In 1939, a six-year-old girl went for the first time to sleep-away camp on the shores of Sebago Lake in Maine, where her four older siblings were campers. She was the youngest child at camp but unafraid, and when her camp counselor asked her name, she told him “Alice June,” after her grandmothers. “Alice June” was contracted to “A.J.,” and then at a weekly council fire the director pronounced her “Ajax the Mighty,” after the Greek mythological character. She remained “Ajax” until her death last week, at the age of 84.

Ajax Eastman married, raised four sons, and worked tirelessly—without pay—for environmental issues, especially the establishment of wildands in Maryland. As one of a group of fearless women who championed environmental issues Read More >

February 27, 2018

Intriguing Findings from Farm Market Data

Isha Pandya

Isha Pandya

Research Assistant

Johns Hopkins Center for a Livable Future

Thanks to the booming import market, we can usually find off-season fruits and vegetables at the grocery store (berries in winter!)—but the import market can be economically detrimental to farmers. Farmers who market their products locally face undue competition from high-demand, off-season produce. But local marketing efforts, such as farmers markets and community supported agriculture, can be extremely beneficial for enhancing the rural economy and empowering agricultural producers and markets. It also provides consumers with direct knowledge of where our food is coming from− something that is not always provided at our local grocery store.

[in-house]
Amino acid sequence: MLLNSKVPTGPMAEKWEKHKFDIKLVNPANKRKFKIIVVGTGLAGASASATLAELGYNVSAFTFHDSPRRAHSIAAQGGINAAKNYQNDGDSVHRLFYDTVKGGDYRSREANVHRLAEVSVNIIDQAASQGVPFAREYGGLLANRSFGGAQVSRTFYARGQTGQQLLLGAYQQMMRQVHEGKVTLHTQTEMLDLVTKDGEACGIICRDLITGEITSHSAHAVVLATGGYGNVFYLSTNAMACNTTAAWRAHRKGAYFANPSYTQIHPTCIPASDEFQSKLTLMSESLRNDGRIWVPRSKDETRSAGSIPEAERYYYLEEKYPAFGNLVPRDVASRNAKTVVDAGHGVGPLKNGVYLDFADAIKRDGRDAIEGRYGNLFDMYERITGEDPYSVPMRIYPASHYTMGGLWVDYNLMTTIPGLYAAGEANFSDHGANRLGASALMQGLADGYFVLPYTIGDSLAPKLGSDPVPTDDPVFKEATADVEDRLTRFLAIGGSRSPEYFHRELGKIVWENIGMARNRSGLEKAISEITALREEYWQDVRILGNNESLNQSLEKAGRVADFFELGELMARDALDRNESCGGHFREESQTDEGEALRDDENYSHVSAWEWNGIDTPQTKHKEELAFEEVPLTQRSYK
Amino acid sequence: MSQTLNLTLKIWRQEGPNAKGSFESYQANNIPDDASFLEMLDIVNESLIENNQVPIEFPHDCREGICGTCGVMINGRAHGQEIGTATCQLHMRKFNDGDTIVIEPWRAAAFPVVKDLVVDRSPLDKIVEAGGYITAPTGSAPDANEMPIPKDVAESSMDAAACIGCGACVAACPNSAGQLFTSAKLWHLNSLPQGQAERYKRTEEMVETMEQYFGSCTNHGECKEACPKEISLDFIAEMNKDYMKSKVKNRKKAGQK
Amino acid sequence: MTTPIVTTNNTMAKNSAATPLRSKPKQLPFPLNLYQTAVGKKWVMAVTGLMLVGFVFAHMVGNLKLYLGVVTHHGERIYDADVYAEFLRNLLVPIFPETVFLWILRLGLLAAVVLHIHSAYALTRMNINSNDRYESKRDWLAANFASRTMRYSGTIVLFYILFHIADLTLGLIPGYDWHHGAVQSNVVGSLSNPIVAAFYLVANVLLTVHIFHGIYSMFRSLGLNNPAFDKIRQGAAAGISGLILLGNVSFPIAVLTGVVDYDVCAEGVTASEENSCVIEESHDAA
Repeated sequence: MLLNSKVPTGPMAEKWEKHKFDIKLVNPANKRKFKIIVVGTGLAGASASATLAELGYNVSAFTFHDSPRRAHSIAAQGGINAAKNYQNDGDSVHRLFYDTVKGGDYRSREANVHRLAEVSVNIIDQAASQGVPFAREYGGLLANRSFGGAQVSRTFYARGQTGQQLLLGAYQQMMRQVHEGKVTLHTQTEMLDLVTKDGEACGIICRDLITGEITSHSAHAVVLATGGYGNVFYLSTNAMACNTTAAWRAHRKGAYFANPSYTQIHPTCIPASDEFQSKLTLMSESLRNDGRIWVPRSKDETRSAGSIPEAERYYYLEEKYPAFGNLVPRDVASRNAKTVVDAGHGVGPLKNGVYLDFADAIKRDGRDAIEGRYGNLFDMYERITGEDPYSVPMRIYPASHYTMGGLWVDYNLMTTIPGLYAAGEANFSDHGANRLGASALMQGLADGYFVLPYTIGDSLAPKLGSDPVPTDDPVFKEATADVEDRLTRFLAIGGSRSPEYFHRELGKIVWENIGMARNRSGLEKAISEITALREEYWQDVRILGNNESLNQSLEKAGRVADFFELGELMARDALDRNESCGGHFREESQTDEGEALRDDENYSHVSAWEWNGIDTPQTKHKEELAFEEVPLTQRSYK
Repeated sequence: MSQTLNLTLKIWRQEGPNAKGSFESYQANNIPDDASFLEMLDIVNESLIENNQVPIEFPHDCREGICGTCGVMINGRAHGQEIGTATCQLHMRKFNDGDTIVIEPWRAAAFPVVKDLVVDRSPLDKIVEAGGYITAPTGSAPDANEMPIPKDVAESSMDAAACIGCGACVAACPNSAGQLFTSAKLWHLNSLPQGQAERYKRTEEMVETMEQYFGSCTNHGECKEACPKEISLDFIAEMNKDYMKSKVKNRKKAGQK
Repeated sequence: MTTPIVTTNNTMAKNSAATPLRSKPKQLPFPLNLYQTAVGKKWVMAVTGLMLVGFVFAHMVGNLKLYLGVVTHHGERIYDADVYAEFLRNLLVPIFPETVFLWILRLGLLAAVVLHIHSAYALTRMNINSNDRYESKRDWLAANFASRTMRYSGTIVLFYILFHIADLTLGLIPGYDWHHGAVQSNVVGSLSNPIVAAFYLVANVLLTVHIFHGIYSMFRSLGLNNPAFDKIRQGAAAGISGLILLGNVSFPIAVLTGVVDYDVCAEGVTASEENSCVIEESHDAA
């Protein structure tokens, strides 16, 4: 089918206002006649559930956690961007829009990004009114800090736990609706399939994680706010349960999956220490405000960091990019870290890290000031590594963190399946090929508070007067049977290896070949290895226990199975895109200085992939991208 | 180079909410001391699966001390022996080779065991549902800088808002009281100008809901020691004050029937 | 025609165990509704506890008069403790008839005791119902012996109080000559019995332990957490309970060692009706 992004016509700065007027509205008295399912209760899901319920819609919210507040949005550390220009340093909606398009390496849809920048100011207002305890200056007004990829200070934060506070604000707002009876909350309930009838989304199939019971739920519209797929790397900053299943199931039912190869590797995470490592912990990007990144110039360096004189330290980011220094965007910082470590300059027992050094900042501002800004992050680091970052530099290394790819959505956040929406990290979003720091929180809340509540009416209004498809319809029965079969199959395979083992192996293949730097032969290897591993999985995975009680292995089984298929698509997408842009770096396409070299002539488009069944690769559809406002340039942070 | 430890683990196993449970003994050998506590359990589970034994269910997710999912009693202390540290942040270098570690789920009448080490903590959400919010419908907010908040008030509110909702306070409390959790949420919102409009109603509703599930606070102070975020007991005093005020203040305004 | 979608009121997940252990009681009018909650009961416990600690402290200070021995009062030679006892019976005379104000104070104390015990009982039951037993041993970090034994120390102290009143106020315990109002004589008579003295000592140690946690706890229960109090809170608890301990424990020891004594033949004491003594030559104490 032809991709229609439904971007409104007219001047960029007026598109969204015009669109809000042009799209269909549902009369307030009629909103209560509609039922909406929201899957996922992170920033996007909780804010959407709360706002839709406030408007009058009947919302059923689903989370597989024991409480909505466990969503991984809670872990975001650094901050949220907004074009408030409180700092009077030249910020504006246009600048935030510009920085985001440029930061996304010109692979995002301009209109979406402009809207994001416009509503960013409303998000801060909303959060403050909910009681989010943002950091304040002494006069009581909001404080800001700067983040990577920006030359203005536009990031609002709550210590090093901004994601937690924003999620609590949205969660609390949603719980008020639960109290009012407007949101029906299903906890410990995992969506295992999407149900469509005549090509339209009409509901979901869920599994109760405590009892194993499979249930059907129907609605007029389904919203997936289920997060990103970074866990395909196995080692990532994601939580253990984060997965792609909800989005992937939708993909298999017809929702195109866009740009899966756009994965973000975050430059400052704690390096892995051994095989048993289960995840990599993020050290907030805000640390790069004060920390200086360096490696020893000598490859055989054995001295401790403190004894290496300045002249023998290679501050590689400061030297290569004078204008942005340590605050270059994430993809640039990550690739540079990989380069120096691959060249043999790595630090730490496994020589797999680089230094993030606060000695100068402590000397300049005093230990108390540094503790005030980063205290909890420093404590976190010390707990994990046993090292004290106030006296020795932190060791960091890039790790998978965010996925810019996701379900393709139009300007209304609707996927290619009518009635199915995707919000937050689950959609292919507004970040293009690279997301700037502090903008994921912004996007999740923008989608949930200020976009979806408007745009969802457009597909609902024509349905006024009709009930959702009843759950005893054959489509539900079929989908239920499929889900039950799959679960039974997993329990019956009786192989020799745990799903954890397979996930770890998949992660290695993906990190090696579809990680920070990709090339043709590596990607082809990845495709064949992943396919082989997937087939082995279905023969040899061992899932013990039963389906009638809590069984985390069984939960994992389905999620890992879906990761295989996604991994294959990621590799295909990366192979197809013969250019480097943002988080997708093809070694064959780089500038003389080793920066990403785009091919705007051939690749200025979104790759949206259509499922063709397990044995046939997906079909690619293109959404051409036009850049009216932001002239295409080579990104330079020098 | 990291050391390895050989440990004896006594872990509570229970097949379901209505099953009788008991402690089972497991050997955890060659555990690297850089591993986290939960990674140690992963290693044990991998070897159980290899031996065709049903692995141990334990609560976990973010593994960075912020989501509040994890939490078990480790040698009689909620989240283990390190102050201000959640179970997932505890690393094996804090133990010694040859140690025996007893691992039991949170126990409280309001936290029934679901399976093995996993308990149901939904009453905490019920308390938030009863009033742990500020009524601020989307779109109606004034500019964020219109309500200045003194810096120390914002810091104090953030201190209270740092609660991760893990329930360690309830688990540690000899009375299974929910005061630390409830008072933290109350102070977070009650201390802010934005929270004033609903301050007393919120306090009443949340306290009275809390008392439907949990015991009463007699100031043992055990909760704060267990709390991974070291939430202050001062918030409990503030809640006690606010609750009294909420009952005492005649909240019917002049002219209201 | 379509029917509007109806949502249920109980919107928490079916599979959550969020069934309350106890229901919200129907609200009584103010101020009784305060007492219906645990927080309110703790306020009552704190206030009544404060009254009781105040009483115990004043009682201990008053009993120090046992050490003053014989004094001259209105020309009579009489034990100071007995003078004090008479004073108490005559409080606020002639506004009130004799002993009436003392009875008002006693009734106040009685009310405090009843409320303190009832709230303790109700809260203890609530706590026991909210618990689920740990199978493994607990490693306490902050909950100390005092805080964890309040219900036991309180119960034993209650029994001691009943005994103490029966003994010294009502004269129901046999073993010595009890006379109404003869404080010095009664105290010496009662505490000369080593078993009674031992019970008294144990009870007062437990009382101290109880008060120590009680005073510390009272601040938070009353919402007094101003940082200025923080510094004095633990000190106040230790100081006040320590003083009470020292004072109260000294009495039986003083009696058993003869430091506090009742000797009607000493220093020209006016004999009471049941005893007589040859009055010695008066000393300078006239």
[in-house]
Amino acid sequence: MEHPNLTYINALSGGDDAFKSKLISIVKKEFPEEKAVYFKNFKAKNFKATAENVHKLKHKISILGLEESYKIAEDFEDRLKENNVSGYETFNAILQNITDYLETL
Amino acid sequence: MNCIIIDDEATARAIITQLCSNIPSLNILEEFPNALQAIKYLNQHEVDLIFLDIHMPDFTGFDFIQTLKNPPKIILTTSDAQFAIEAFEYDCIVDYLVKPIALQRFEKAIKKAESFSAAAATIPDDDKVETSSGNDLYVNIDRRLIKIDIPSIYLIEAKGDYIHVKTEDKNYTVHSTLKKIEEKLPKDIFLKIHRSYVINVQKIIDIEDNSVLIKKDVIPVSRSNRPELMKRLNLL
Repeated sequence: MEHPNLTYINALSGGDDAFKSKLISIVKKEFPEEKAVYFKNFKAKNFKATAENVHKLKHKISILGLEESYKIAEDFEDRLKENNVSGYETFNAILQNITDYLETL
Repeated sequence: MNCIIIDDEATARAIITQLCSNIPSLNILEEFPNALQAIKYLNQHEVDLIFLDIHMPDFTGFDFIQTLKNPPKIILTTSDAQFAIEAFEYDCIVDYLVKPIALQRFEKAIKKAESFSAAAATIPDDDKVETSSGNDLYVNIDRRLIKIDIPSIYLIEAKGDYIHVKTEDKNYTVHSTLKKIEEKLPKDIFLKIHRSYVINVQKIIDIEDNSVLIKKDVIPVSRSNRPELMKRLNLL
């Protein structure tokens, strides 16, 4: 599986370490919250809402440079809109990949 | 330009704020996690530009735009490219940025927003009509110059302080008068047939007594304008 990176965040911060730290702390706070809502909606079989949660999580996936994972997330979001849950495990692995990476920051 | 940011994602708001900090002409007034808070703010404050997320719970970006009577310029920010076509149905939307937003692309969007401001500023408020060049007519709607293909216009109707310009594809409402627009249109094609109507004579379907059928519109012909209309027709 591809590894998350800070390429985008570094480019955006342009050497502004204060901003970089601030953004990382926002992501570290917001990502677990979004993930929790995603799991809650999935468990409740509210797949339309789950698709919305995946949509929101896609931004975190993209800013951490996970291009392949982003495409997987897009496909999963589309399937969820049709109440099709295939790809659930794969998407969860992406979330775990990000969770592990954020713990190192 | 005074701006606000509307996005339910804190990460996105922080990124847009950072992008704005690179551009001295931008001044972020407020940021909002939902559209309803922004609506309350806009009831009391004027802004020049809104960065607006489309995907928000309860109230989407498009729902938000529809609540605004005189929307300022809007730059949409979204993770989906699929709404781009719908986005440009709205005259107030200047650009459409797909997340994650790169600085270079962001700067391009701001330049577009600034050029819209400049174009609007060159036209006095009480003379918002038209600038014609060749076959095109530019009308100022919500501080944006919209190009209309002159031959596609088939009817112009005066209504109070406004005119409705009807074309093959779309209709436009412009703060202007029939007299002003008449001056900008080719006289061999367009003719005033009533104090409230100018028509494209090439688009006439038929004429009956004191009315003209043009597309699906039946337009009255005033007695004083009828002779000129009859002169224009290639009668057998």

In 2016, the USDA’s National Agricultural Statistics Service (NASS) conducted a Local Food Marketing Practices Survey to quantify the amount of local food sales that occur across the country. Read More >

February 21, 2018

Air Monitoring Legislation May Be Path Forward for Health on Maryland’s Eastern Shore

Christine Grillo

Christine Grillo

Contributing Writer

Johns Hopkins Center for a Livable Future

For years, residents of the Eastern Shore of Maryland have been asking their local legislators and the Maryland Department of the Environment (MDE) to help them with a local problem. They live in communities that are home to industrial-scale poultry operations, where hundreds of thousands of birds are raised in chicken houses next to residential neighborhoods, and they feel that their health is suffering as a result. The stench from the chicken houses is bad enough, they say, but they must also contend with health problems such as asthma and persistent sinus infections, runny noses and headaches that they believe are a result of those poultry operations. Are their health problems caused by the ammonia and other pollutants blown from chicken houses through exhaust fans? There aren’t enough data to answer that question. Read More >

February 12, 2018

Gauging Commitment to Nutrition in Trump’s FDA

Jessi Silverman

Jessi Silverman

Research Assistant

Johns Hopkins Center for a Livable Future

How much does menu labeling contribute to healthy eating?

Since President Trump was inaugurated 13 months ago, no one has been expecting his administration to champion nutritious food, especially in comparison to the Obama administration, which was more active than any other with respect to policies to encourage healthful eating and reduce diet-related disease. (The Obama years were marked by the Let’s Move campaign, the passage of the Healthy, Hunger-Free Kids Act, mandatory menu-labeling as part of the Affordable Care Act, and a pretty substantial overhaul of the Nutrition Facts label on food packaging.) Read More >

January 18, 2018

Who Will Run the Future Farms?

Laura Genello

Laura Genello

Guest Blogger

Johns Hopkins Center for a Livable Future

Do a Google image search for the future of farming, and you’ll find designs for towering vertical farms, aquaponics greenhouses, crop-monitoring drones and harvesting robots. The images are a testament to human creativity. But what’s often missing from the discussion of the future of agriculture is an answer to the question of who will run these future farms.

In many developed countries, young people from farming families continue to leave the farm, and older farmers find themselves without a successor. In both the US.and the Netherlands, there is a shortage of young farmers. Read More >